Country without parents
“The villages, whose houses have mainly weathered Eternit roofs from the Communist era, are missing the middle generation. They are predominantly filled with children and old people, who live of the produce of their gardens and fields, as in times gone by”, writes Klaus Brill in Süddeutsche Zeitung (2.9.2010). Prior to the collapse of the Soviet Union, the country, which was among the most affluent areas in the Communist empire, had a population of about four million. Today, the country is poor and up to a million people have left. According to a study by the government, more than 50 percent of those who remain want to turn their backs on the country. Their hope against the decision to leave husband, wife, children or parents: they want to find work abroad, earn money and support their relatives back home. But this dream is far from being fulfilled for everyone. Often families are torn apart.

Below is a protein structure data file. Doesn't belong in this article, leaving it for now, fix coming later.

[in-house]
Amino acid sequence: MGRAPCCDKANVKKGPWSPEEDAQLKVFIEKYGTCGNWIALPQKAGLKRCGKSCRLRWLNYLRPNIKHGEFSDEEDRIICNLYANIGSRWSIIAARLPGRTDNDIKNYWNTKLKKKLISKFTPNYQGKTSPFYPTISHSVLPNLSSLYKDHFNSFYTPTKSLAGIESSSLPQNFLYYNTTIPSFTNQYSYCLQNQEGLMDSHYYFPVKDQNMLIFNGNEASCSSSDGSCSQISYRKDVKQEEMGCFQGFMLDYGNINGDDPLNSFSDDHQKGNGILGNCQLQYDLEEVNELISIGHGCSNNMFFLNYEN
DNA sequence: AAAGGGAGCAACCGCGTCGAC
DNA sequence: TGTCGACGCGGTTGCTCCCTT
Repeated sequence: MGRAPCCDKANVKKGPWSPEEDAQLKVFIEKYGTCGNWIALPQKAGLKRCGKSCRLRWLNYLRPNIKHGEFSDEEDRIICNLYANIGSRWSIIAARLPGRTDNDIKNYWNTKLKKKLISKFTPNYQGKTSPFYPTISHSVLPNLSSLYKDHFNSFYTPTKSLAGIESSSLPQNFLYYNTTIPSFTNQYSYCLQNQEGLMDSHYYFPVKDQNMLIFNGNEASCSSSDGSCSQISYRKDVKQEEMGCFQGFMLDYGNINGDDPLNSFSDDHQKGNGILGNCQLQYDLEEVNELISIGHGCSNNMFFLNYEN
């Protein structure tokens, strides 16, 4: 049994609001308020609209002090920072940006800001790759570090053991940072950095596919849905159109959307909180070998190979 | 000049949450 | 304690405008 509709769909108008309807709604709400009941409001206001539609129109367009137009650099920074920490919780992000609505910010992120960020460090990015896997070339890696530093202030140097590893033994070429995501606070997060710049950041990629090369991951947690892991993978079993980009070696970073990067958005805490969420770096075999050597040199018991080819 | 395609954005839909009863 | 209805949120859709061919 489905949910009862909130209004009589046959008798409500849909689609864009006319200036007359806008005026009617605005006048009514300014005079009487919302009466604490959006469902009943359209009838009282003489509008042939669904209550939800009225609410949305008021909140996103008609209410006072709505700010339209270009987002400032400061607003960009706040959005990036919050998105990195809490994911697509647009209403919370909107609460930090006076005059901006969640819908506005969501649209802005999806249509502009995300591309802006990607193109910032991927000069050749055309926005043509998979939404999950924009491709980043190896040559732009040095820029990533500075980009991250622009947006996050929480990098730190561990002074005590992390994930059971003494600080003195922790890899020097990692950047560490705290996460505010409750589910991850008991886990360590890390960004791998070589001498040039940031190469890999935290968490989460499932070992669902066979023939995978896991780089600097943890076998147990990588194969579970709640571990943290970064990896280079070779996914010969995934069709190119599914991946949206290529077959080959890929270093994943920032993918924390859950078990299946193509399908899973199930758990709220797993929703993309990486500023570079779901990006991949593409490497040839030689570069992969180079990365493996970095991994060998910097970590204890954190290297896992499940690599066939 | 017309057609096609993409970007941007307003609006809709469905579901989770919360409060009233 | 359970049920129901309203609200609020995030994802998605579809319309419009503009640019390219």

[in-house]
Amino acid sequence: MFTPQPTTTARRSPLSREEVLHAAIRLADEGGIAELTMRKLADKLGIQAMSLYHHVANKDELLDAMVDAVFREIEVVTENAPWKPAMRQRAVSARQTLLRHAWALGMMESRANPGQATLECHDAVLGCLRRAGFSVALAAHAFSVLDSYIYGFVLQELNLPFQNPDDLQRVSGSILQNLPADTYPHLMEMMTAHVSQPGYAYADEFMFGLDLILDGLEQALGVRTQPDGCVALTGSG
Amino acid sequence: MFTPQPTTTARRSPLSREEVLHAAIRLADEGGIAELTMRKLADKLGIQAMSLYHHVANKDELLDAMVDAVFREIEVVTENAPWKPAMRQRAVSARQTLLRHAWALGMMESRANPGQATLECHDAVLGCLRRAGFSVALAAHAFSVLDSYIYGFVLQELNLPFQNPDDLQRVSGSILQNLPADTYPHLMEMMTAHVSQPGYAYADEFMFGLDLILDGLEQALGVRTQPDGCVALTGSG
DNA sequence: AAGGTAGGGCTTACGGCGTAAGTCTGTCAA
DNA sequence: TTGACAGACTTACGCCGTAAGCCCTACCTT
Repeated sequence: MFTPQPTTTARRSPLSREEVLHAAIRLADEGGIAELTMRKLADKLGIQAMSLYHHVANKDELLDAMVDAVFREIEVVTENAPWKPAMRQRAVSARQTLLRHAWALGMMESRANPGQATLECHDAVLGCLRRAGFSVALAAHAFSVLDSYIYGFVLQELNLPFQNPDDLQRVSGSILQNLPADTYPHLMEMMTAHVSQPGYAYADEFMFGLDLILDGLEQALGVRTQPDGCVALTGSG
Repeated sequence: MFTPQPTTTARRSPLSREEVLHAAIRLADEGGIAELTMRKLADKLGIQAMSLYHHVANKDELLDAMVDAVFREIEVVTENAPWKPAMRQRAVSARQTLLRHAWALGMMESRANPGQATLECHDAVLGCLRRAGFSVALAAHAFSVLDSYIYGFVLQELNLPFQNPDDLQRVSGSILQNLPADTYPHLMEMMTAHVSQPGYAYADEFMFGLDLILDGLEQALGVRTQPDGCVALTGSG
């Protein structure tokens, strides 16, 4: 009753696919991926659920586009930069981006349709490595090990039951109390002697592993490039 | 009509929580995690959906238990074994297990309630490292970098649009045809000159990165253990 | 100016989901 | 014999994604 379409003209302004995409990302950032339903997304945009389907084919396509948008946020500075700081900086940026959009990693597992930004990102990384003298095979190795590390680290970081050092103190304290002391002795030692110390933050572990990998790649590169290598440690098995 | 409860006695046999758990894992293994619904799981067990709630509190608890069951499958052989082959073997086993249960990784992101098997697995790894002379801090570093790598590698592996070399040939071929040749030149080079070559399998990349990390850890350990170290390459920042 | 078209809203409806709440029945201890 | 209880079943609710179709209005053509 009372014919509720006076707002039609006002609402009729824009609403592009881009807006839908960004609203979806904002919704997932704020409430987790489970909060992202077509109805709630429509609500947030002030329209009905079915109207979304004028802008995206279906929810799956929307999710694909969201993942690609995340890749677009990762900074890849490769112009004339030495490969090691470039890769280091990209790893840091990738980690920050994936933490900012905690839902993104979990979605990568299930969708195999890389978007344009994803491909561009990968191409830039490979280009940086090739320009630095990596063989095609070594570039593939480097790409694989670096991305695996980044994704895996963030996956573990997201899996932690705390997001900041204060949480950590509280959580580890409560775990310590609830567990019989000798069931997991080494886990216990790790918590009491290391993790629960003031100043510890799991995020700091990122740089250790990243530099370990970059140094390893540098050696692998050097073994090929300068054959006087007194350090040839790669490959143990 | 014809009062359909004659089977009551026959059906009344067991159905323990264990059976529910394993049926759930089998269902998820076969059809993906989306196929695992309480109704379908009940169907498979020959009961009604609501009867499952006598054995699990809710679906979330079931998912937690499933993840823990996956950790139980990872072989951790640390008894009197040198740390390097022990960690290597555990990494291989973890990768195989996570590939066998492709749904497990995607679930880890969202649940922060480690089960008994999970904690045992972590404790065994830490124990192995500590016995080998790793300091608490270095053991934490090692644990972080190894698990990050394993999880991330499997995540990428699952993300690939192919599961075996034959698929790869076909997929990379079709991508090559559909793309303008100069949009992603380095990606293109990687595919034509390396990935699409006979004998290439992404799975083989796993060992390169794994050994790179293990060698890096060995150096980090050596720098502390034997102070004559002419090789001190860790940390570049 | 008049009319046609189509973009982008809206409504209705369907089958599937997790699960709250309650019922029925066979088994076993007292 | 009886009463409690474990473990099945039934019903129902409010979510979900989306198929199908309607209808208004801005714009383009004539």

About 250,000 of 800,000 children grow up with just one parent or completely without mother and father. Financially, many of them may be even better off that those children, whose parents stayed behind, albight without work. But: the consequences of being left to their own devices can only be guessed. Talking to the editor of Süddeutsche Zeitung, a 15-year old pupil explains: “I would give a lot, even the money, if only my mother was back” and a 13-year old says: “Money cannot replace what the love of mother and father means to our life.” Klaus Brill writes about the allegedly better life of the wealthier children: “It has been bought with tremendous mental stress, which not only affects the children. For the parents too, life abroad is difficult; the way there alone is full of obstacles.”